Recession Creates More One-Person Businesses, Less EmployersMar 8th, 2011 | By Roy Rasmussen | Category: Business and Finance
The recession has sparked a 15-year-high surge in small business start-ups, according to a study released by the Kauffman Foundation Monday. Most of these are one-person businesses rather than companies that employ others, the study found.
According to the “Kauffman Index of Entrepreneurial Activity,” which measures new business creation in the United States, 0.34 percent of American adults created a business per month in 2010, totaling 565,000 new businesses. This rate continued a trend from 2009 and represents the entrepreneurship level over the past 15 years.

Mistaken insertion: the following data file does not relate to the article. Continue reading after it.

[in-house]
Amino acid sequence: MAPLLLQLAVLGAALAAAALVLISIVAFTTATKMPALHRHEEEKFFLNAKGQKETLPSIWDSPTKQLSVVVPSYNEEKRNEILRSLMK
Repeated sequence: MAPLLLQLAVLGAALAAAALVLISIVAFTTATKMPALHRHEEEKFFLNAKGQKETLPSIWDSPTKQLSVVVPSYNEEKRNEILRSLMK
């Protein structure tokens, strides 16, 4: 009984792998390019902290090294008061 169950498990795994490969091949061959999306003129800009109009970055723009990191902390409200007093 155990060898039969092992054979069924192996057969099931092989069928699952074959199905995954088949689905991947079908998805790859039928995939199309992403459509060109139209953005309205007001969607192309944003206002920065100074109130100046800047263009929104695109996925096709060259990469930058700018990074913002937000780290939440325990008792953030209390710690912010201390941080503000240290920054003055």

Meanwhile, however, the quarterly employer firm rate, measuring the number of businesses that have new employees, dropped from 0.13 percent in 2007 to 0.10 percent in 2010.
Carl Schramm, president and CEO of the Kauffman Foundation, described these results as indicating that many start-up business owners prefer “to remain self-employed or to avoid assuming the economic responsibility of hiring employees.”
Entrepreneurship rates were highest among Latinos and Asians, among 35- to 44-year-olds, and in Nevada, Georgia, California, Louisiana, and Colorado. Entrepreneurial activity among immigrants increased substantially, from 0.51 percent in 2009 to 0.62 percent in 2010.
The Kaufmann Index bases its conclusions on drawing data from the monthly Current Population Survey (CPS), conducted by the US Bureau of the Census and the Bureau of Labor Statistics. The index also considers separate estimates for specific demographic groups, states, and select metropolitan statistical areas (MSAs).